The naturalistic rigging of "the Rules of Science" is, after all, not a bit better than that.

  8. There indeed are the worlds of Philosophy and Theology that generate so much discussions also on the net.

    I fully agree that faith and knowledge, science and religion, can live in peace and harmony - if they are understood correctly.

    For example, I wrote a blog introducing the resources at Einstein online and some of the work of Achim Weiss in the famous Max Planck Institute. He has specialized on Nuclear Astrophysics and especially on the formation of light elements and Lithium stars.

    I do not know what is his religion, his personal name Achim in Hebrew would mean "Brothers".

    Professor Hartnett is publishing scientific papers with a Korean researcher at the University of Western Australia. He may also be a Christian, I do not know.

    The point is that because belief systems play no role in the research they are doing, the question of what is the scientists religion is irrelevant.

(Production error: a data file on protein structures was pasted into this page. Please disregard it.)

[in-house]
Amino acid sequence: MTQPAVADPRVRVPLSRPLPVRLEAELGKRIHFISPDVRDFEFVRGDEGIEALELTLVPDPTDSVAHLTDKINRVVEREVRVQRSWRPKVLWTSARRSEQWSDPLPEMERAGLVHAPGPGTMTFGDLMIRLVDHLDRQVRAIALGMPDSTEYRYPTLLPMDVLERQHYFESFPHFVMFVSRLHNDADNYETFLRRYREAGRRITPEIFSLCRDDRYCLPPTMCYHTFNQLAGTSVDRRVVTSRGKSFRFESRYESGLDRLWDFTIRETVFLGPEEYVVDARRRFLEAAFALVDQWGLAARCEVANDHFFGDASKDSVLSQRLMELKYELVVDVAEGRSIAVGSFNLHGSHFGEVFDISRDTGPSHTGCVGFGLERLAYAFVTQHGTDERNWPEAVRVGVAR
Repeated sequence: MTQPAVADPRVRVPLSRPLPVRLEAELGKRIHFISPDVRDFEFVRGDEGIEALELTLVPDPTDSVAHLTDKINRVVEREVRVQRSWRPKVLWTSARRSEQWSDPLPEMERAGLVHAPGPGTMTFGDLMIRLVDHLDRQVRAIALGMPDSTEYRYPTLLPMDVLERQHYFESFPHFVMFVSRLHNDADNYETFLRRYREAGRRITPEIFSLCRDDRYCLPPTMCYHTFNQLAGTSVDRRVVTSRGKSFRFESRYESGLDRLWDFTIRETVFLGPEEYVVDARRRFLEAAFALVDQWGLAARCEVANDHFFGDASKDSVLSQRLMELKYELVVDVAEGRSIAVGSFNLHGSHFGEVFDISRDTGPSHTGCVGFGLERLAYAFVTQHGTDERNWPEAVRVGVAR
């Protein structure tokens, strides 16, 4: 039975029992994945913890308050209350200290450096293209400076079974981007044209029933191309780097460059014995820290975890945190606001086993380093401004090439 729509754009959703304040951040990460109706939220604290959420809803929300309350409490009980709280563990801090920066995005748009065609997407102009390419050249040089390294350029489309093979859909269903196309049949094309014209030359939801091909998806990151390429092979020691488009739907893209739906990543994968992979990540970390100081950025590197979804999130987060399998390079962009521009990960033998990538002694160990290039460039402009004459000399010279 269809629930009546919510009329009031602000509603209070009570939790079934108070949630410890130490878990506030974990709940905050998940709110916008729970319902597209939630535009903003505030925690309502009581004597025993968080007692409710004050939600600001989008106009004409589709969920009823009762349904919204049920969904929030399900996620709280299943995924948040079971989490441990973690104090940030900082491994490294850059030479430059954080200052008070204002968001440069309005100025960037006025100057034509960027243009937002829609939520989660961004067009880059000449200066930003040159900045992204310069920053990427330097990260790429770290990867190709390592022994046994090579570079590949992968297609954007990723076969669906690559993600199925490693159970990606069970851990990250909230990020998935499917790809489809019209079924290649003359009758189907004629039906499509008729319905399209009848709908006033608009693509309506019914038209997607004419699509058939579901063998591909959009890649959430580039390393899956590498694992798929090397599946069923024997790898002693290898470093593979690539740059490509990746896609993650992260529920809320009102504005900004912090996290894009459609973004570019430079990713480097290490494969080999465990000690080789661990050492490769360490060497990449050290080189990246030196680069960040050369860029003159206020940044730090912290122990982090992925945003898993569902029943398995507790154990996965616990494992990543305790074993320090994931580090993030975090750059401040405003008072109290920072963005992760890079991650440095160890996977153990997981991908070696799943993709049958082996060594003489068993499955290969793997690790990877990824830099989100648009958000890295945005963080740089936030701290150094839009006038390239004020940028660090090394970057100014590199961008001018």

Weiss studies a proof to the standard models rising from Einstein's work and a Hindu believing in Krishna and reading Veda may verify if his results are correct.

    Petri, you say that I am mistaken and that a Christian studying the Universe with open Bible in the right hand gets different cosmology from an Atheist or Buddhist.

    This is confusion and that is what knocked me off because I was convinced that you can keep these things separate and yet see the complete picture:

    the difference between our knowledge about the world and our understanding of the world.

    1. Now I think we are on the border line of the old and the new Philosophy of Science. The old one tried its best to find a solid demarcation line between science and non-science. That project turned out to be a miserable failure, on the ruins of which the new one has then emerged.

      In a typical "Dawkinsian" fashion, the old Philosophy of Science had been eager to declare its victory even before the battle had been fought, and, AFAIS, the echo of that declaration gave rise to the kind of "peaceful coexistence between science and non-science" scenarios you seem to have bought into.